Executive Compensation. The Court next determined that plaintiff failed to plead sufficient facts establishing that the Company made false and misleading statements about its executive compensation program. The Court rejected plaintiff’s argument that the Company’s disclosures that its compensation program was aligned with the Company’s financial performance were misleading because executives allegedly inflated transition costs to report financial results that would trigger more lucrative compensation packages. The Court found that these claims merely reiterated the allegations regarding the Company’s accounting practices, and that plaintiff had failed to connect the alleged accounting practices with the disclosures.
Internal Controls. The Court found that plaintiff’s claims that the Company made misleading statements concerning its internal controls over revenue recognition and tracking of transition expenses lacked specific factual allegations indicating that the Company knew about its allegedly faulty internal controls when it made such statements and were not just simply “wrong in their assessment.” Accordingly, the Court concluded that plaintiff failed to adequately plead scienter in connection with this claim.
Executive Departure. Turning next to plaintiff’s allegation that the Company issued misleading statements about the departure of one of its executives, the Court found that the witnesses relied upon by plaintiff had not spoken to the executive about his reasons for leaving and plaintiff failed to allege facts describing the witnesses’ personal knowledge about his departure.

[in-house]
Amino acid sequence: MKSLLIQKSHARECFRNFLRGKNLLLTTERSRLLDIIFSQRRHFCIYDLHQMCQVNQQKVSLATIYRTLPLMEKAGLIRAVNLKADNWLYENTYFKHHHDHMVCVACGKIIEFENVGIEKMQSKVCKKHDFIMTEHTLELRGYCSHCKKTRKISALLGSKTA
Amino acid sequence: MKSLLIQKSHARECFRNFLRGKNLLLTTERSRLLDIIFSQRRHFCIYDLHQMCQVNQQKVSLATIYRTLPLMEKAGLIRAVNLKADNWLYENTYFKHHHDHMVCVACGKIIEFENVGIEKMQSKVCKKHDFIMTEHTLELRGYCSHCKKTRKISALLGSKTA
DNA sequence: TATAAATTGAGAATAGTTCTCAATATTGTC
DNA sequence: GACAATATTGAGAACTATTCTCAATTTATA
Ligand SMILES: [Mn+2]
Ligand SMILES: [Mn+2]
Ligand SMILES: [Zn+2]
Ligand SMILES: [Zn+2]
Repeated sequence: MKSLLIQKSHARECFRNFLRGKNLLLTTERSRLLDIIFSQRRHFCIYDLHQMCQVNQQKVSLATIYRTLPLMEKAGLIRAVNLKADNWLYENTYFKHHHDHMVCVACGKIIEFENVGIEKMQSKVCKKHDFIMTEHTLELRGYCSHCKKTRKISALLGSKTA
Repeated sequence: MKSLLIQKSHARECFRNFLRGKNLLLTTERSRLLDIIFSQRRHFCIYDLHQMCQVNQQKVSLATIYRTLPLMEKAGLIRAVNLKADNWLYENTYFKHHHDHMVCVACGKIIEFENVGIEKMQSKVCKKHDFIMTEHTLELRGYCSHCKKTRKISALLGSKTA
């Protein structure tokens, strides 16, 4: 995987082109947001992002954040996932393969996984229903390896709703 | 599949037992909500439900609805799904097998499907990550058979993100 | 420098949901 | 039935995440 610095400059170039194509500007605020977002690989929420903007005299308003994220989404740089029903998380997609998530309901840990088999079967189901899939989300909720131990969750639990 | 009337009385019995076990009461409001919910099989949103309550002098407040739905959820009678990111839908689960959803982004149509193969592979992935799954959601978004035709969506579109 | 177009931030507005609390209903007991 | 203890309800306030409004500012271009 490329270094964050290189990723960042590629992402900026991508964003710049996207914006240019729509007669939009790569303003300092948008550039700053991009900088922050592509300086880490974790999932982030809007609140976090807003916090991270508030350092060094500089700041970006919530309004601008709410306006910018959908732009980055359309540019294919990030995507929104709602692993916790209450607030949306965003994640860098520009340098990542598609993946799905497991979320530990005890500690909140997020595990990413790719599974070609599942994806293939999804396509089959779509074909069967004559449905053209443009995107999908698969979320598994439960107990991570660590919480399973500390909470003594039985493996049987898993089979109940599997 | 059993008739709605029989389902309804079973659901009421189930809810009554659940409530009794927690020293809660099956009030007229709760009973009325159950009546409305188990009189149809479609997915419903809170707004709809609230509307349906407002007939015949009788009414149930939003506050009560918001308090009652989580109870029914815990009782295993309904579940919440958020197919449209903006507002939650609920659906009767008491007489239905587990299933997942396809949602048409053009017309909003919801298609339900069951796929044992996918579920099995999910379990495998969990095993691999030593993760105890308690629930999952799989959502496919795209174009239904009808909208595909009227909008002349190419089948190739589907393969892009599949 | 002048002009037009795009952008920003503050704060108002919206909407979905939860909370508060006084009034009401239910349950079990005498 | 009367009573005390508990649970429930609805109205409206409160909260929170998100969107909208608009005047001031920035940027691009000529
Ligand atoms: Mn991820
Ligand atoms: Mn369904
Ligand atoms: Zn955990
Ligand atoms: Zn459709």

Finally, the Court found insufficient a variety of additional allegations of scienter. The Court observed that while executive compensation incentives can be a factor in determining whether a strong inference of scienter exists—especially where compensation can be linked to the alleged fraud—plaintiff’s allegations were insufficient to support a strong inference even when holistically viewed with all the other allegations. Additionally, the Court found that allegations concerning the individual defendants’ stock sales did not support such an inference. The sales made up approximately 4% of one executive’s holdings and approximately 27% of another’s, and the Court observed that the Court of Appeals for the Ninth Circuit has held that more significant sales (including more than 37% of holdings) are typically “necessary to support scienter.” Furthermore, both executives owned more stock at the end of the class period and a third executive sold based on a pre-determined plan, all of which the Court concluded “strongly rebuts an inference of scienter.”
Having determined that plaintiff failed to adequately plead a primary violation under Section 10 of the Exchange Act, the Court dismissed plaintiff’s control person liability claims under Section 20(a) of the Exchange Act, as well as the insider trading liability claims under Section 20A(a). The Court granted defendants’ motions to dismiss, but allowed plaintiff leave to amend to cure the issues raised by the Court’s order.